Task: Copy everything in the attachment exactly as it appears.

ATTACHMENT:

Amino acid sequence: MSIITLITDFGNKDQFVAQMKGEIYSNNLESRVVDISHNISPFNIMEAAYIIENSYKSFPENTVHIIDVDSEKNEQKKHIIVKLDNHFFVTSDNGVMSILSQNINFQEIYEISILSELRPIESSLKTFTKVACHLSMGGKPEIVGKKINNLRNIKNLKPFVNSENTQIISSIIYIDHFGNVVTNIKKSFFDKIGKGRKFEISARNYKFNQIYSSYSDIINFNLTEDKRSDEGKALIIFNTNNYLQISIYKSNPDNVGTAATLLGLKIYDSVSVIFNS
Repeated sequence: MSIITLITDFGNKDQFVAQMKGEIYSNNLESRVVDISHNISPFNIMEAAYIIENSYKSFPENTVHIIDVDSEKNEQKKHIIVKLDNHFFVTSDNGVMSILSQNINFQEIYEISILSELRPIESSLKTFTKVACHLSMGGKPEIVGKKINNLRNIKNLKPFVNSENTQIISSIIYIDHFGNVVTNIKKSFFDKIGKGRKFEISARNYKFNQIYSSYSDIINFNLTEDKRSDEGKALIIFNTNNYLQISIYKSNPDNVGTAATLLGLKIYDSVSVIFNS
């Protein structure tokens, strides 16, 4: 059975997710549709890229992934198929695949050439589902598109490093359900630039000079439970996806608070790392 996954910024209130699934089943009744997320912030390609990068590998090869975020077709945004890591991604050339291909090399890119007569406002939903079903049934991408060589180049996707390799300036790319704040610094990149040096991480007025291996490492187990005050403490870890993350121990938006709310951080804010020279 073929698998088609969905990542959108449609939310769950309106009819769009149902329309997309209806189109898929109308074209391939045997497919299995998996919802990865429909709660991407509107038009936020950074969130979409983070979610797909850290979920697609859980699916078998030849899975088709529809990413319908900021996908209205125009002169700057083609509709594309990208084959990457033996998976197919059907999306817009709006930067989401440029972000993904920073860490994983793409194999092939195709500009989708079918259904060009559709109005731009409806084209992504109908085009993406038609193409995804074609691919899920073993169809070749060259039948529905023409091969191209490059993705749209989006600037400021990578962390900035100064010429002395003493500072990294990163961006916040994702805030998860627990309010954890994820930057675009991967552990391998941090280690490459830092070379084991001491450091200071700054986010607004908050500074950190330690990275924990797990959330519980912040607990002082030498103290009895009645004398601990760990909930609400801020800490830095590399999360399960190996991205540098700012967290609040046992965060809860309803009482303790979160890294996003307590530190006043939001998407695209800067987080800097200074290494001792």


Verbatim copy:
Amino acid sequence: MSIITLITDFGNKDQFVAQMKGEIYSNNLESRVVDISHNISPFNIMEAAYIIENSYKSFPENTVHIIDVDSEKNEQKKHIIVKLDNHFFVTSDNGVMSILSQNINFQEIYEISILSELRPIESSLKTFTKVACHLSMGGKPEIVGKKINNLRNIKNLKPFVNSENTQIISSIIYIDHFGNVVTNIKKSFFDKIGKGRKFEISARNYKFNQIYSSYSDIINFNLTEDKRSDEGKALIIFNTNNYLQISIYKSNPDNVGTAATLLGLKIYDSVSVIFNS
Repeated sequence: MSIITLITDFGNKDQFVAQMKGEIYSNNLESRVVDISHNISPFNIMEAAYIIENSYKSFPENTVHIIDVDSEKNEQKKHIIVKLDNHFFVTSDNGVMSILSQNINFQEIYEISILSELRPIESSLKTFTKVACHLSMGGKPEIVGKKINNLRNIKNLKPFVNSENTQIISSIIYIDHFGNVVTNIKKSFFDKIGKGRKFEISARNYKFNQIYSSYSDIINFNLTEDKRSDEGKALIIFNTNNYLQISIYKSNPDNVGTAATLLGLKIYDSVSVIFNS
């Protein structure tokens, strides 16, 4: 059975997710549709890229992934198929695949050439589902598109490093359900630039000079439970996806608070790392 996954910024209130699934089943009744997320912030390609990068590998090869975020077709945004890591991604050339291909090399890119007569406002939903079903049934991408060589180049996707390799300036790319704040610094990149040096991480007025291996490492187990005050403490870890993350121990938006709310951080804010020279 073929698998088609969905990542959108449609939310769950309106009819769009149902329309997309209806189109898929109308074209391939045997497919299995998996919802990865429909709660991407509107038009936020950074969130979409983070979610797909850290979920697609859980699916078998030849899975088709529809990413319908900021996908209205125009002169700057083609509709594309990208084959990457033996998976197919059907999306817009709006930067989401440029972000993904920073860490994983793409194999092939195709500009989708079918259904060009559709109005731009409806084209992504109908085009993406038609193409995804074609691919899920073993169809070749060259039948529905023409091969191209490059993705749209989006600037400021990578962390900035100064010429002395003493500072990294990163961006916040994702805030998860627990309010954890994820930057675009991967552990391998941090280690490459830092070379084991001491450091200071700054986010607004908050500074950190330690990275924990797990959330519980912040607990002082030498103290009895009645004398601990760990909930609400801020800490830095590399999360399960190996991205540098700012967290609040046992965060809860309803009482303790979160890294996003307590530190006043939001998407695209800067987080800097200074290494001792």